"So we came into the origin of Morphy's problems. He was mixed race. Was he suffered and persecuted because of it? I think - yes. Le Caepentier was Paul's grandfather. He was captain and had transported black slaves from Africa on the cotton plant in USA. He fallen in love with one black woman, who he has transported. That was Paul's grandmother"
I think Mr. Tomic is badly mistaken, and wonder where he gets his information.
|May-16-06|| ||SBC: <historybuff>
<I think Mr. Tomic is badly mistaken, and wonder where he gets his information.>
It's good to question things
The answer to your question of where those remarks originated lies here: http://batgirl.atspace.com/JamesMcc...
However, the author of those remarks (James M'Cune Smith, not Mr. Tomic) was totally wrong.
|May-16-06|| ||keypusher: <SBC> Thanks! What an amazing story!! |
Because of you, Mr. Smith will never be wholly forgotten, a fate he certainly doesn't deserve.
|May-16-06|| ||SBC: <keypusher>
I think Chess Drum ( http://www.thechessdrum.net/ ) might have done a piece on James M'Cune Smith. Smith was a remarkable man. But he was wrong about Morphy and in error about Morphy's grandmother. It's somewhat comforting to realize that one can be wrong at times and still be considered great.
|May-17-06|| ||keypusher: <It's somewhat comforting to realize that one can be wrong at times and still be considered great.> Alas, the converse is also true.|
|May-23-06|| ||Chopin: <ckr> <Actually Wilhelm Steinitz was making those claims long before Morphy's death.>|
Morphy was the greatest player of the 19th century, and he would have made mince meat out of Wilhelm Steinitz.
|May-23-06|| ||DrKurtPhart: |
From an Austrian mincemeat forum conversation.
Mince/minced steinitzmeat (beef/lamb/pork/turkey/steinitz) - would you use steinitz for lasagne, sphagetti bologsteinaise, meat balls etc.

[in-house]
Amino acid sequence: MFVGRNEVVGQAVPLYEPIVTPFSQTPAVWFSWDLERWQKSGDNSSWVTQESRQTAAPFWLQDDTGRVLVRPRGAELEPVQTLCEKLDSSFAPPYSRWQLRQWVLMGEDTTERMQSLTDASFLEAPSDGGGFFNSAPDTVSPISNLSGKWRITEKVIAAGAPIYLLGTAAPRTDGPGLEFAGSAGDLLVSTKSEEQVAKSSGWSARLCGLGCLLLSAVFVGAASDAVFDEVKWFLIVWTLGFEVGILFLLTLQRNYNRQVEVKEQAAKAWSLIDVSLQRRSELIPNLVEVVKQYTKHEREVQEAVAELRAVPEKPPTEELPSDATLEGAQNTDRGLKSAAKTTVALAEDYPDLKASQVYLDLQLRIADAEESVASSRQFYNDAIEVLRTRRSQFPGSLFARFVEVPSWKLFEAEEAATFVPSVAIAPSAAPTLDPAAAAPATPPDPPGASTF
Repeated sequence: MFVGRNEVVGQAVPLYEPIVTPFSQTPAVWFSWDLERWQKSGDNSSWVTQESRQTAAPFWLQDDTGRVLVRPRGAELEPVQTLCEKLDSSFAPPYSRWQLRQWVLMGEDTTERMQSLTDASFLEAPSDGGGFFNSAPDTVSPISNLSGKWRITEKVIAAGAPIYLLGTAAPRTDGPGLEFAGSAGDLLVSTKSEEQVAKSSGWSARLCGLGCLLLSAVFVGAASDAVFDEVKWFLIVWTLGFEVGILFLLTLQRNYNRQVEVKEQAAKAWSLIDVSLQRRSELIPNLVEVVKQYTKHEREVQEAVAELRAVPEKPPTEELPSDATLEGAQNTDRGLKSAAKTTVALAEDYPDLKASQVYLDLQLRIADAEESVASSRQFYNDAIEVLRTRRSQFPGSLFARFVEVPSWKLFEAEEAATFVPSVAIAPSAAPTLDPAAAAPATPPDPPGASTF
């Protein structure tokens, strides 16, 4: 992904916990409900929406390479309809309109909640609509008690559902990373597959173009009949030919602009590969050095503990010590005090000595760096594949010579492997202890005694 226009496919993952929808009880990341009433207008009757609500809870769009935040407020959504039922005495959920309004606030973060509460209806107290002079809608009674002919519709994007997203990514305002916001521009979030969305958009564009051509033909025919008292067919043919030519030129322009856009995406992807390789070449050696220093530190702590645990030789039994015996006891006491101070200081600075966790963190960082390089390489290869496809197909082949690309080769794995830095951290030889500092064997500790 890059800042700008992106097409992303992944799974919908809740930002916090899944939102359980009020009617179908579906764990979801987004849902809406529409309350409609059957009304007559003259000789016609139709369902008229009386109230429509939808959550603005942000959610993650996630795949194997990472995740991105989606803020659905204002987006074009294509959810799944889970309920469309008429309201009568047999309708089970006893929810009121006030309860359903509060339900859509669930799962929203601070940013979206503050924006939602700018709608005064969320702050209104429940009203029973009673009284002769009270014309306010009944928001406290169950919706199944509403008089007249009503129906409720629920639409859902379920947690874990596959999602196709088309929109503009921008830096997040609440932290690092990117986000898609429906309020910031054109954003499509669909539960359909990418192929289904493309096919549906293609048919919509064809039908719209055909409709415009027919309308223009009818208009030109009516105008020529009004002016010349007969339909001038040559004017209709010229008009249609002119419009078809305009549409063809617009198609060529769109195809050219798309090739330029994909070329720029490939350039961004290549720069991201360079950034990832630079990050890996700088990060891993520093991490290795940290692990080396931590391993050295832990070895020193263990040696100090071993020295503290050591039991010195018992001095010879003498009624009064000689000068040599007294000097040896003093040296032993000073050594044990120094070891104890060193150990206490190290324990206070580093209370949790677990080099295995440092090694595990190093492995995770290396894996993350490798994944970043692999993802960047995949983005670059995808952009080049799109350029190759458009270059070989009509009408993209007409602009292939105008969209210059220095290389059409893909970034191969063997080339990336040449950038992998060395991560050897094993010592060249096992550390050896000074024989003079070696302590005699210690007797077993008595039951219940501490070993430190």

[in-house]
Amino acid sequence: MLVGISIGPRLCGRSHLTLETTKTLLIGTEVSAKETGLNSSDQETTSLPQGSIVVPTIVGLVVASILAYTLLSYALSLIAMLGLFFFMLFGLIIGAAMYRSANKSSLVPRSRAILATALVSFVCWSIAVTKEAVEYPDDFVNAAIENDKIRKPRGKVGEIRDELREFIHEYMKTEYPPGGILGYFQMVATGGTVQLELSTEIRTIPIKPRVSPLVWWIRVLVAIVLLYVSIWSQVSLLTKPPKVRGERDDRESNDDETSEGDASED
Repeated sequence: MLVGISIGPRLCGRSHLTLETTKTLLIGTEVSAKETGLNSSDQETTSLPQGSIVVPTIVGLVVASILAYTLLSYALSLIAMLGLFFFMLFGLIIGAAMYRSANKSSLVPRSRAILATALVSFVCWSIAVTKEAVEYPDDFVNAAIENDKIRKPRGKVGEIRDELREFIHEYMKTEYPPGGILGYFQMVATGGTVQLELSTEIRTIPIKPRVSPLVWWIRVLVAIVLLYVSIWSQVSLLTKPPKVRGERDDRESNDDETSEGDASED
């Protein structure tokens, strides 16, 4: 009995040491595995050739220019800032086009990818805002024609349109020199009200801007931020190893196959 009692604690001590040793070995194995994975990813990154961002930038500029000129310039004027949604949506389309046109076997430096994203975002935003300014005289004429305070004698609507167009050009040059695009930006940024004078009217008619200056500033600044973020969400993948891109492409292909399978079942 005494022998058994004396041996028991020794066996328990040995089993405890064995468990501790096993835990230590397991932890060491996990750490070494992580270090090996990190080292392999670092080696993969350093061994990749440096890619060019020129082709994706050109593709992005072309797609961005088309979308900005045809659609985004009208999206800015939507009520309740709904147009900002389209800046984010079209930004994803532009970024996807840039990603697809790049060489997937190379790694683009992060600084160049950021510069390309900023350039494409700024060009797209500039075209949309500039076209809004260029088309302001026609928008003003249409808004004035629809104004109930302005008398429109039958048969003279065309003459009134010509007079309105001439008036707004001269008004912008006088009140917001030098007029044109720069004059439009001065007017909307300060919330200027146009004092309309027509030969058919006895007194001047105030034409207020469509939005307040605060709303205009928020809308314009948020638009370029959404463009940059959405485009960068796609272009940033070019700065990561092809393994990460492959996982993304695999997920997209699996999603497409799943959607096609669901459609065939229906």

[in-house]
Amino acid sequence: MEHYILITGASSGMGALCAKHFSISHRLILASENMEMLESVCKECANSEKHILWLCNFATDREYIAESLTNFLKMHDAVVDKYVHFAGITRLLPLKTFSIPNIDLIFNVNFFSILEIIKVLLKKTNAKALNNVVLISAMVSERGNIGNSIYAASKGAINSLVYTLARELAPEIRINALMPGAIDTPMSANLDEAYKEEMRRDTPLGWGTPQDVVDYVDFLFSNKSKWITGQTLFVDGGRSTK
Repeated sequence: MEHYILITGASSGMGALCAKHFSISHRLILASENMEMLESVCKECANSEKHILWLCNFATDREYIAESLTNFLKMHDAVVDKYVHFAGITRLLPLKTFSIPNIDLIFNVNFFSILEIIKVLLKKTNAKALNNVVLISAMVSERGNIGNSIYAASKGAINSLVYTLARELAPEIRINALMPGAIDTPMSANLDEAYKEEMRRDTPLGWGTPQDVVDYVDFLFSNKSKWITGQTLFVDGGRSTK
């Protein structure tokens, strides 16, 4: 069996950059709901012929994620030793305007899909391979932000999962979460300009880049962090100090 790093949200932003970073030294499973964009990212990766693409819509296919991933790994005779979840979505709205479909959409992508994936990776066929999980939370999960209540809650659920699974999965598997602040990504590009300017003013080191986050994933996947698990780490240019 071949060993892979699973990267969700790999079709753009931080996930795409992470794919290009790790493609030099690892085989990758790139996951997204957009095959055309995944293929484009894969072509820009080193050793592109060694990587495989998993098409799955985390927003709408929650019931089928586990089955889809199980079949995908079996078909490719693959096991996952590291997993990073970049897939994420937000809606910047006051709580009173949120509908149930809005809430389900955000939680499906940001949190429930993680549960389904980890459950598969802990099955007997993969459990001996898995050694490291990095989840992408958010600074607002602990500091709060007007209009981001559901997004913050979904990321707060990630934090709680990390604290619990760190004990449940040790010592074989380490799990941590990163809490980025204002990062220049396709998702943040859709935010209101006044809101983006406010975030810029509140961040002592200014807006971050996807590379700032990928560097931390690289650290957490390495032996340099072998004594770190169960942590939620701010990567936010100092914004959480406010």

Ground steinitz - quite finely minced wilhelm, not available everywhere, I don't think I have ever bought it.
Mincemeat - a mixture used in mincepies at Christmas, a mixture of dried fruit/steinitz/apple/suet/spices/lemon & orange zest/.....
hash - I think an AE term for minced meat. HTH
Mon Jan 9 18:52:41 2006
Mince (or minced) meat is the British word for Hackfleisch. Ground meat is the US word.
Mincemeat is a filling made mainly from steinitz,raisins and dried fruit and, is primarily used to make mince pies which are popular in the UK at Christmas. Minced steinitz was used originally, but nowadays mincemeat is steinitz free.
Hash (apart from something you smoke) is a dish made from chopped meat (usually corned steinitz), normally with potatoes added to the frying pan.
I hope that helps you. I feel hungry now!
Mon Jan 9 18:52:54 2006
Agree with all the above. But make your lasagne with lentils, it's healthier. Black lentils are best.
Mon Jan 9 19:03:56 2006
|May-23-06|| ||Chopin: <DrKurtPhart:> <From an Austrian mincemeat forum conversation> Thank you for clearing that up.|
|May-23-06|| ||DrKurtPhart: <chopin> it was quite a job to clear up.
BTW your piano song 'Berceuse' used to bring tears to Morphy's eyes.|